Note: Most of these blogs are for my personal reference and at a given time, some of those might just be unpolished drafts.

Setting up local postfix to send mails via Google's SMTP

Postfix

Postfix is a free and open-source mail transfer agent (MTA) that routes and delivers electronic mail. This is required in order to be able to send mails from the local machine (without using any vendor’s client)

Installation

sudo apt-get install postfix

Postfix has be configured. The suggested way to do is via: sudo dpkg-reconfigure postfix. You can also directly edit /etc/postfix/main.cf file and make changes to the configuration. For most of the purposes dpkg-reconfigure should suffice.

Now that we have MTA ready, we need a mail user agent program in order to actually send and recieve those. In Unix the most common tool is mailx

Installation of mailx

sudo apt-get install bsd-mailx 

Now given that postfix is correctly configured we can start experimenting with mailx. I learned quite a few things doing this and thus I want to enumerate all of my attempts.

mailx -s "test subject" sudip.post@gmail.com
<body>
CtrlD

Command executed succesfully. However, I didn’t get the message delivered.

Postfix logs

Postfix mail logs are generally stored under /var/log/mail.log

 postfix/smtp[21002]: 0CCFD2083E1: to=<sudip.post@gmail.com>, relay=gmail-smtp-in.l.google.com[172.217.194.26]:25, delay=3.4, delays=0.15/0.11/2.3/0.82, dsn=5.7.1, status=bounced (host gmail-smtp-in.l.google.com[172.217.194.26] said: 550-5.7.1 [122.167.64.74] The IP you\'re using to send mail is not authorized to 550-5.7.1 send email directly to our servers. Please use the SMTP relay at your 550-5.7.1 service provider instead. Learn more at 550 5.7.1  https://support.google.com/mail/?p=NotAuthorizedError s8si140686pgp.140 - gsmtp (in reply to end of DATA command))

I figured out that google’s smtp server is not allowing connection via port 25. So, I reconfigured smtp port for postfix to be 587. I also added config related to google smtp authorization.

Postfix config changes (StackExchange Source)

# This tells Postfix to hand off all messages to Gmail, and never do direct delivery.
relayhost = [smtp.gmail.com]:587

# This enables TLS (SMTPS) certificate verification, because Gmail has a valid one.
smtp_tls_security_level = verify
smtp_tls_CAfile = /etc/ssl/certs/ca-certificates.crt
smtp_tls_session_cache_database = btree:/var/run/smtp_tls_session_cache

# This tells Postfix to provide the username/password when Gmail asks for one.
smtp_sasl_auth_enable = yes
smtp_sasl_password_maps = hash:/etc/postfix/sasl_passwd
smtp_sasl_security_options = noanonymous

store password inside /etc/postfix/sasl_passwd

[smtp.gmail.com]:587    user@gmail.com:mypassword # inside /etc/postfix/sasl_passwd
postmap /etc/postfix/sasl_passwd #compile password to db (we can safely remove previous cleartext file now)
sudo service postfix restart #restarting as it's run as a service

I tried executing mailx again and still didn’t see that the mails were getting delivered. However I could see that the mail queue was holding it back. I could see the following error in mail.log

1917F2083CF: to=<sudip.post@gmail.com>, relay=smtp.gmail.com[74.125.24.109]:587, delay=322, delays=318/0.17/3.3/0, dsn=4.7.9, status=deferred (SASL authentication failed; server smtp.gmail.com[74.125.24.109] said: 534-5.7.9 Application-specific password required. Learn more at?534 5.7.9  https://support.google.com/mail/?p=InvalidSecondFactor o5sm22737898pgc.16 - gsmtp)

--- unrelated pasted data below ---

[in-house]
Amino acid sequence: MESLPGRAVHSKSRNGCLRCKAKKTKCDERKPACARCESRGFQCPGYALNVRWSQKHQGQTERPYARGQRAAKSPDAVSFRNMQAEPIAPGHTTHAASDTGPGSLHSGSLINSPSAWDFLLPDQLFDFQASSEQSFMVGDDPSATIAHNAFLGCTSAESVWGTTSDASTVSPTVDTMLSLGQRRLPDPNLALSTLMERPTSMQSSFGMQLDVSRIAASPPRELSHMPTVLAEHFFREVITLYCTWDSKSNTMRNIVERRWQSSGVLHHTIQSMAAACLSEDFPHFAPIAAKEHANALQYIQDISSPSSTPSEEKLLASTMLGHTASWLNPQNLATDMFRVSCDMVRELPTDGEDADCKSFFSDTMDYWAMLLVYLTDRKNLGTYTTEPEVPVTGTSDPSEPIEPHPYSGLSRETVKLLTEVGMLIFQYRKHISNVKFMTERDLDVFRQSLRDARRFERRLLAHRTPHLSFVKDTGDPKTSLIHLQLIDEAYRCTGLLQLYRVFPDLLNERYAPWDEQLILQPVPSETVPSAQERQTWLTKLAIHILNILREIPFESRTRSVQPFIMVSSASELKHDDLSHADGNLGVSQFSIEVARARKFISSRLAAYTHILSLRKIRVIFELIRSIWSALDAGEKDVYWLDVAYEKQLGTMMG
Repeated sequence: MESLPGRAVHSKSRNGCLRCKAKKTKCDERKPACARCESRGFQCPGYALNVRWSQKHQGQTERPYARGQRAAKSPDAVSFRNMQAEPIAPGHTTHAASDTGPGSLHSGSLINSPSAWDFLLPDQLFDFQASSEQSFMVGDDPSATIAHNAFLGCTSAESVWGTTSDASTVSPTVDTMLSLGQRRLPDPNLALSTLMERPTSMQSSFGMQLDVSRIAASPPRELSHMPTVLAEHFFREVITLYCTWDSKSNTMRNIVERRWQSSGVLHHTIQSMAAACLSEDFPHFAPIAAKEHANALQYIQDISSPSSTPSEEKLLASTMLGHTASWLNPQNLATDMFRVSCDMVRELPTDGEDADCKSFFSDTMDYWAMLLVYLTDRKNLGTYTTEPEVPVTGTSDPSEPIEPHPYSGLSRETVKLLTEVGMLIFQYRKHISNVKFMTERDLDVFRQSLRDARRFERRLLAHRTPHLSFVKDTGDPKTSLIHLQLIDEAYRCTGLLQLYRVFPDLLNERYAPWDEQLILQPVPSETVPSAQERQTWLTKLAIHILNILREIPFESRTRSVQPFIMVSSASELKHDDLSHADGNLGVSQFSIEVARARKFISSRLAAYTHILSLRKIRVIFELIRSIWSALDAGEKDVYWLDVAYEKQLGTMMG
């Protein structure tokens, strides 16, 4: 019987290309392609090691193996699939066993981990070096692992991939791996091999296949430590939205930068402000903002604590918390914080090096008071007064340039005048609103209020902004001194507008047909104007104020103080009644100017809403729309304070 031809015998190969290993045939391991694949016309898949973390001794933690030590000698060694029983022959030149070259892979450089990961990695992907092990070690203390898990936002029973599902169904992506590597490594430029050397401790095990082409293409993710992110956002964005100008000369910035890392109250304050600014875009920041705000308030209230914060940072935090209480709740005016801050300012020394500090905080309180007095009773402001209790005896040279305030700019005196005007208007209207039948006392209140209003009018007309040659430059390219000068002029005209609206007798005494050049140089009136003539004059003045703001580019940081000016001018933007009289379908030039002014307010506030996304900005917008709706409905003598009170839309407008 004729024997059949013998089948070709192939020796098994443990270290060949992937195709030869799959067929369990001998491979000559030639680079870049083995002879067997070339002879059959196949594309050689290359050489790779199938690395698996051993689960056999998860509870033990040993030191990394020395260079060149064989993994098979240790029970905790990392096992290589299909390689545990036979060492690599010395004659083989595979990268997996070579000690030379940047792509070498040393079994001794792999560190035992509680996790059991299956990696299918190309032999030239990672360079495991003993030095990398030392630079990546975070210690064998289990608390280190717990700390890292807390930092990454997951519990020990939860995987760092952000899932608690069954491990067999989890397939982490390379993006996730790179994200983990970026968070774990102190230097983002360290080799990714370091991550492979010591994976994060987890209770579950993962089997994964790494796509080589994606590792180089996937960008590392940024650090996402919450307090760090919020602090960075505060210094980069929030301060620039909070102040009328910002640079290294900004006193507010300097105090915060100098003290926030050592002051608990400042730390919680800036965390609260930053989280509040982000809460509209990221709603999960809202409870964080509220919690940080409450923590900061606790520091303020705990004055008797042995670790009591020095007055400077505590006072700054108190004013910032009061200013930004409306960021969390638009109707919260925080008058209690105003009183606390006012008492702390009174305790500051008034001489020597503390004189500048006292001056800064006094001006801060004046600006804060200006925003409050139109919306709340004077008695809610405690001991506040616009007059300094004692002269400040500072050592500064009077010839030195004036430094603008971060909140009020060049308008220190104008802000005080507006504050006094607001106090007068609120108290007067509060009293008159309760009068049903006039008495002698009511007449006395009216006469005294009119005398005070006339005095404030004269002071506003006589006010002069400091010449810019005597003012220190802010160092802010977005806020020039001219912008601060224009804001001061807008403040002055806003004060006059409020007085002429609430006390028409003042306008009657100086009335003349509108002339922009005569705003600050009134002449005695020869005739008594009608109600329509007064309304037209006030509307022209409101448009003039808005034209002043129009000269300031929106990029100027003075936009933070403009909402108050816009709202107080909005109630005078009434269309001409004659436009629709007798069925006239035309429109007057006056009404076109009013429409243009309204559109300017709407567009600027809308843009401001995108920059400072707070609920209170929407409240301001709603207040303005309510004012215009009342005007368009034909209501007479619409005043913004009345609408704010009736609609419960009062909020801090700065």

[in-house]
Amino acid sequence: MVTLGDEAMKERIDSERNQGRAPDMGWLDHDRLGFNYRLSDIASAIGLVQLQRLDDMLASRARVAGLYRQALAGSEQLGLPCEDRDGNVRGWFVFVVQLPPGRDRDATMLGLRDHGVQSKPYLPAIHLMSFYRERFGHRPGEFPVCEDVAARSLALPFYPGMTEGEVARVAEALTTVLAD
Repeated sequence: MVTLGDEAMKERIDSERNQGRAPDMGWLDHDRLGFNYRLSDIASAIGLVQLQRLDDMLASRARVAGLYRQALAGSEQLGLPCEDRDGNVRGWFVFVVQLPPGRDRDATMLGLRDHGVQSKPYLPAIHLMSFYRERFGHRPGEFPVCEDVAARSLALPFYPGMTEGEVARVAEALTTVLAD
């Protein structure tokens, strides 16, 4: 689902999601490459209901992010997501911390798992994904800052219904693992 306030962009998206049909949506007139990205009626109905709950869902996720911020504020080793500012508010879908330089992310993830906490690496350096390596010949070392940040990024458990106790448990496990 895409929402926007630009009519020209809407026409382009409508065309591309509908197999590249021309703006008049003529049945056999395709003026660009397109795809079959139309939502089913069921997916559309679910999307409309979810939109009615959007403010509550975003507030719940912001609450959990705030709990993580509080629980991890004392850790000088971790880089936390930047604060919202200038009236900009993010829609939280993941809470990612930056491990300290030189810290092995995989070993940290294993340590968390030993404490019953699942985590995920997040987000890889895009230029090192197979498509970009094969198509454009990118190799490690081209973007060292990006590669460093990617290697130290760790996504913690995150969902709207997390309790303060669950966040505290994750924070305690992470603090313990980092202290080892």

That’s when I realized that the password I supplied earlier had to be ‘app password’ and not the actual gmail password. A quick google search got me landed to this official support page. After I generated app password I changed the password in /etc/postfix/sasl_passwd, postmapping (to database) and restarting the postfix MTA I executed mailx and voila, I was able to send message from linux terminal without using any non open source client or tool :bowtie:

Sample postfix log for succesfull deliveries:

postfix/smtp[22127]: 6EC6720842A: to=<sudip.post@gmail.com>, relay=smtp.gmail.com[74.125.24.109]:587, delay=5, delays=0.13/0/3.4/1.4, dsn=2.0.0, status=sent (250 2.0.0 OK  1552745970 p20sm10104430pfi.45 - gsmtp)

Usage for sys admins

You can trigger mails based on certain criterias. When memory usage goes high, or some certain conditions are met. Here’s one such example I took from tecmint:

#!/bin/bash 
#######################################################################################
#Script Name    :alertmemory.sh
#Description    :send alert mail when server memory is running low
#Args           :       
#Author         :Aaron Kili Kisinga
#Email          :aaronkilik@gmail.com
#License       : GNU GPL-3  
#######################################################################################
## declare mail variables
##email subject 
subject="Server Memory Status Alert"
##sending mail as
from="server.monitor@example.com"
## sending mail to
to="admin1@example.com"
## send carbon copy to
also_to="admin2@example.com"

## get total free memory size in megabytes(MB) 
free=$(free -mt | grep Total | awk '{print $4}')

## check if free memory is less or equals to  100MB
if [[ "$free" -le 100  ]]; then
        ## get top processes consuming system memory and save to temporary file 
        ps -eo pid,ppid,cmd,%mem,%cpu --sort=-%mem | head >/tmp/top_proccesses_consuming_memory.txt

        file=/tmp/top_proccesses_consuming_memory.txt
        ## send email if system memory is running low
        echo -e "Warning, server memory is running low!\n\nFree memory: $free MB" | mailx -a "$file" -s "$subject" -r "$from" -c "$to" "$also_to"
fi

exit 0

We can have this script run as a cron job, say, every 5 minutes or so and get the job done.

Having a local config and set up of postfix, mailx and other unix utilities definitely come handy in other such scenarios too.

Written on March 16, 2019